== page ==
Impact of Pediatricians' Attire on Children and Parents


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Abstract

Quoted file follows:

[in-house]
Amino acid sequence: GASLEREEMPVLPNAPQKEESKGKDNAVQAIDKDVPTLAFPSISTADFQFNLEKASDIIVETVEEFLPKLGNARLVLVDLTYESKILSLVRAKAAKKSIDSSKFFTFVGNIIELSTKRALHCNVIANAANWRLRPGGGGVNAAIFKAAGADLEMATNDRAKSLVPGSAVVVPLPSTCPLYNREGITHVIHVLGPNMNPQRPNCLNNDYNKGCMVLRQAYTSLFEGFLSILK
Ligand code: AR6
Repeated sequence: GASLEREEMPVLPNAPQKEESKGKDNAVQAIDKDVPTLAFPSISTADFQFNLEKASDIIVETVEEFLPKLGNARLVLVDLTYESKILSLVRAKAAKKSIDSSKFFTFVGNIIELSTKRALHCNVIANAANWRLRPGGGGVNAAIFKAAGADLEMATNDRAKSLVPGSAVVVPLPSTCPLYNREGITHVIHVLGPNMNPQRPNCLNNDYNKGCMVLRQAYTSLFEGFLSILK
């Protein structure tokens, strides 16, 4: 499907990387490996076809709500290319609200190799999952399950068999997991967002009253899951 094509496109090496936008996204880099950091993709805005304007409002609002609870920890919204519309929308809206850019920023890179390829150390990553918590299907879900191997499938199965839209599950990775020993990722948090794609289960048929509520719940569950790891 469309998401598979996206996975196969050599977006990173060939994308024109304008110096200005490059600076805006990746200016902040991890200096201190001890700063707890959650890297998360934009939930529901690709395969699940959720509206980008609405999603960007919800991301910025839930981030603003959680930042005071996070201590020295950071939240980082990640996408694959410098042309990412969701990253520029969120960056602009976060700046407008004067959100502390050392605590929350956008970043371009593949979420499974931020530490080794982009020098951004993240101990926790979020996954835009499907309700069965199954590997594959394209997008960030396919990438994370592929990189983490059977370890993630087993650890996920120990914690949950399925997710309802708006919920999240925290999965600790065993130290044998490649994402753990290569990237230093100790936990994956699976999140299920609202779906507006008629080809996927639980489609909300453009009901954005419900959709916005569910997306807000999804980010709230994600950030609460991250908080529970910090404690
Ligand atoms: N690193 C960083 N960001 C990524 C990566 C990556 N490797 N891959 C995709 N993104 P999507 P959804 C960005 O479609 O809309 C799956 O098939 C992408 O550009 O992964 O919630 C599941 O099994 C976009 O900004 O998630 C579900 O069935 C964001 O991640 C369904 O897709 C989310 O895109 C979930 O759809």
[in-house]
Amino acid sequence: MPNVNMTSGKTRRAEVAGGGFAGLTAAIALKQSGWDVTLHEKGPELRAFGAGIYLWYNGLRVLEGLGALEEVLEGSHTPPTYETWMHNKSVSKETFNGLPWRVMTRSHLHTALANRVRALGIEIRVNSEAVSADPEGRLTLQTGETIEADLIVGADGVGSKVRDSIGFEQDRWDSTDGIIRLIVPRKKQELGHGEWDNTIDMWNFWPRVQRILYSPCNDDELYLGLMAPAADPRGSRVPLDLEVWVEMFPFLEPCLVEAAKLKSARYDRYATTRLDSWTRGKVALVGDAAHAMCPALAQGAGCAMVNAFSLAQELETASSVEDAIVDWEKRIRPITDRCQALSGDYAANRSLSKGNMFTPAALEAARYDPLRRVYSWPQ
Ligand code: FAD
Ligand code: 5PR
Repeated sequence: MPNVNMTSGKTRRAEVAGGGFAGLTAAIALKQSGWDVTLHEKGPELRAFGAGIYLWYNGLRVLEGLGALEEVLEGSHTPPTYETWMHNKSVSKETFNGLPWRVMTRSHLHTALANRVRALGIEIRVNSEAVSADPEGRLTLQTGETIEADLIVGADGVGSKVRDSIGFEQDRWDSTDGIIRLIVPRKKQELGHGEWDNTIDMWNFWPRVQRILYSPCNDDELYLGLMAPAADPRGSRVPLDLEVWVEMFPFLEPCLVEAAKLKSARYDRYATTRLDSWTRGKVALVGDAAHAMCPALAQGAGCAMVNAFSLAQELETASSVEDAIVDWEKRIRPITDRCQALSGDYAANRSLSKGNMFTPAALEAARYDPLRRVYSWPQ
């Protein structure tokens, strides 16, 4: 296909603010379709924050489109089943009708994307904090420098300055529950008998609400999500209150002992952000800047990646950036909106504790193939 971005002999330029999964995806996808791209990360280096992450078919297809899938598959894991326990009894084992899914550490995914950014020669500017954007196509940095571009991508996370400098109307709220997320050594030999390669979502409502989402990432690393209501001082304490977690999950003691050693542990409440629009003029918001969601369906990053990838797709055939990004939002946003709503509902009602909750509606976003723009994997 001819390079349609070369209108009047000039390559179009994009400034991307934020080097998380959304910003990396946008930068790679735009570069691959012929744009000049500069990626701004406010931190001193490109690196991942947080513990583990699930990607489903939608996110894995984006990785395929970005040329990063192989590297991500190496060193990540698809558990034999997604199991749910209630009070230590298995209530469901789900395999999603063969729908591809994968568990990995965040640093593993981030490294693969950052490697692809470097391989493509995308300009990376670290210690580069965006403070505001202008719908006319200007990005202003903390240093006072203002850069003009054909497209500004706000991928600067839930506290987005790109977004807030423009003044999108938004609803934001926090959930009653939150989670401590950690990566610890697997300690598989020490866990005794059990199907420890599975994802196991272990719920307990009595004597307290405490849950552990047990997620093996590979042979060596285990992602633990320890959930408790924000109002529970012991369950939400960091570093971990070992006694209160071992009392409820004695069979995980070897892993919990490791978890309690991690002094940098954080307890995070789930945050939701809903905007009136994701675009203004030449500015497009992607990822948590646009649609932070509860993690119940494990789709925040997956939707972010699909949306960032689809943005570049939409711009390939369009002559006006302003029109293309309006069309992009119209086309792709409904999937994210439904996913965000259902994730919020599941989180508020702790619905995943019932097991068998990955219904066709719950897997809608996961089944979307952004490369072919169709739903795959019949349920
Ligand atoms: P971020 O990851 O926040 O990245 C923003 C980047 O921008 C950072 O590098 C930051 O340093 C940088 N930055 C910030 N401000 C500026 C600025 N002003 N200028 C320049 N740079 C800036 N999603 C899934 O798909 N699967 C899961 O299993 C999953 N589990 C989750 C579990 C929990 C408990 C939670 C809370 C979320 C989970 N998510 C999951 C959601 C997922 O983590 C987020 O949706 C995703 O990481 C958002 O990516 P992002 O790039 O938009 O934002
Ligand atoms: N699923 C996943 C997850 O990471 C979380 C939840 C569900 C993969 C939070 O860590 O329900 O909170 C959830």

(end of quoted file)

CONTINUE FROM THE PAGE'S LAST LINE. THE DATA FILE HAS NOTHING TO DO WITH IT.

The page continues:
To evaluate perceptions of a pediatrician's attire, 50 children and parents in an outpatient facility were shown five photographs of a female or a male physician dressed differently (formal to informal). A list of positive and negative attributes was presented to the parents and children who were to match each picture to the attributes.Parents had a strong positive preference for the formally dressed female (short white coat and skirt), and the formally dressed male (short white coat and tie). More than 50% of the parents least preferred the most informal attire. Children had no clear preferences for males and preferred the female in the blouse and skirt. Children assigned negative attributes to informal attire but not to the same degree as did their parents. This study demonstrates that parents have stronger preferences than do their children. Although children had no strong positive preferences, they may feel negatively about informal attire.

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